The band is propelled by drummer Rob Hirst, who must be the world’s hardest-hitting and fittest drummer; expending more energy than his singer as he wastes drumsticks as if they are kindling. Then there are the guitars of Martin Rotsey and Jim Moginie complementing each other and allowing the latter to add some atmosphere on keyboards. Listening to Moginie play – and obviously enjoy himself on both Saturday and Monday – it seemed that while few would call the music subtle it is a lot more complex than people might credit.
The ensemble was completed by Leah Flanagan and Liz Stringer on backing vocals (with Stringer also playing guitar) while later a three-piece horn section joined the fray. (Stringer has her own solo album coming out soon and the one single released so far suggests it is a beauty).
For its entire career Midnight Oil has been in the forefront of social and political commentary, early on becoming a strong advocate of indigenous rights. So, it was apt that the band kicked off with ‘Redneck Wonderland,’ ‘Truganini’ and ‘Jimmy Sharman’s Boxers’. The introduction of ‘Uluru Statement From The Heart’ and ‘Come On Down’ segued into the songs of The Makarrata Project with Troy Cassar-Daley joining in before the band launched into ‘Gadigal Land’. ‘First Nation’ and ‘Change The Date,’ rolled on with Dan Sultan joining in before ‘Terror Australia’ featuring Alice Skye and ‘Desert Man, Desert Woman’ with Frank Yamma (who received a special thanks from Garrett) and Cassar-Daley again. Jim Moginie’s ‘Wind In My Head’ closed this portion of the show.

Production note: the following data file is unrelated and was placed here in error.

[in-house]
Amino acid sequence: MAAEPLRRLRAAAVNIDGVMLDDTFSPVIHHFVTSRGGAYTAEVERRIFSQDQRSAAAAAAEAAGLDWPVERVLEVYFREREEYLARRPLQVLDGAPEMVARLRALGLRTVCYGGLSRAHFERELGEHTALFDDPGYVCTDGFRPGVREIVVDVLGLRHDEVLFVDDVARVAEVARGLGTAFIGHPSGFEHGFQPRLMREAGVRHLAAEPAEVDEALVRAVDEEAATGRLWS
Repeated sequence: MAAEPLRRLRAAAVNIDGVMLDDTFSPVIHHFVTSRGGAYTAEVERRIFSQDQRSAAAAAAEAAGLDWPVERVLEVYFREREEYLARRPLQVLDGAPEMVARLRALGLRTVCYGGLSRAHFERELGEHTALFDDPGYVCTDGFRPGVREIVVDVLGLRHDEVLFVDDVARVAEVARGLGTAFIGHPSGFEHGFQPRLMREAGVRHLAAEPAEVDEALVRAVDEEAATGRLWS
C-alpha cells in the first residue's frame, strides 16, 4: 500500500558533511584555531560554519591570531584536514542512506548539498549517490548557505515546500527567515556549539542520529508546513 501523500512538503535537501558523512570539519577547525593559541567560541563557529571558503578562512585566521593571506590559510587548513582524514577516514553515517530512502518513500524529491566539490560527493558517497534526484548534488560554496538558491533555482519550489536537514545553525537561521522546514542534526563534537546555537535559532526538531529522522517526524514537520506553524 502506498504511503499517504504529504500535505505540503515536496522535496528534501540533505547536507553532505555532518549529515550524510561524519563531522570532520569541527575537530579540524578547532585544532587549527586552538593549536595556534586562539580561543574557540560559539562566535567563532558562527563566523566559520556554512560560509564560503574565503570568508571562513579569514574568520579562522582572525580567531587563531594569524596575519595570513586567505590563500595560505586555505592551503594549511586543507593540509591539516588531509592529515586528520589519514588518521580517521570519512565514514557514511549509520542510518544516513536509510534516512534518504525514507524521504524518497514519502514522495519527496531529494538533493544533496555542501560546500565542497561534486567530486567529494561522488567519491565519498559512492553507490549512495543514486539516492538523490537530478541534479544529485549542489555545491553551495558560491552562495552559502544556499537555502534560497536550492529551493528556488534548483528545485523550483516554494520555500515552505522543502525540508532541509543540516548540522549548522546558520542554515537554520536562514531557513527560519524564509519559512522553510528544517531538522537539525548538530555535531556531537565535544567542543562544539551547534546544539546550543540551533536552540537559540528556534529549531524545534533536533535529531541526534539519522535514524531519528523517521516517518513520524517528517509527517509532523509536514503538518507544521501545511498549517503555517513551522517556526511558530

For the remainder of the set, it was back to the full-on rock for which the band has become renowned. ‘Only the Strong’ and ‘Luritja Way’ gave way to Rob Hirst moving to the front of stage for the first part of ‘Kosciuszko’ prior to a rousing ‘Best of Both Worlds.’ Closing with ‘Power and The Pasion’ and ‘Beds Are Burning’ continued a theme that has been a constant for the best part of 40 years.
In contrast to Saturday night’s 20-song set from the Oils – which could hardly be considered run of the mill – The Makarrata Project added a dimension with a lot of light and shade to the message as well as to the performance. After Saturday, I declared that I had not changed my long-held opinion that this was the best Australian band I had ever seen in concert. Monday’s show confirmed it. In fact, this just might be the most important thing that Midnight Oil has ever done.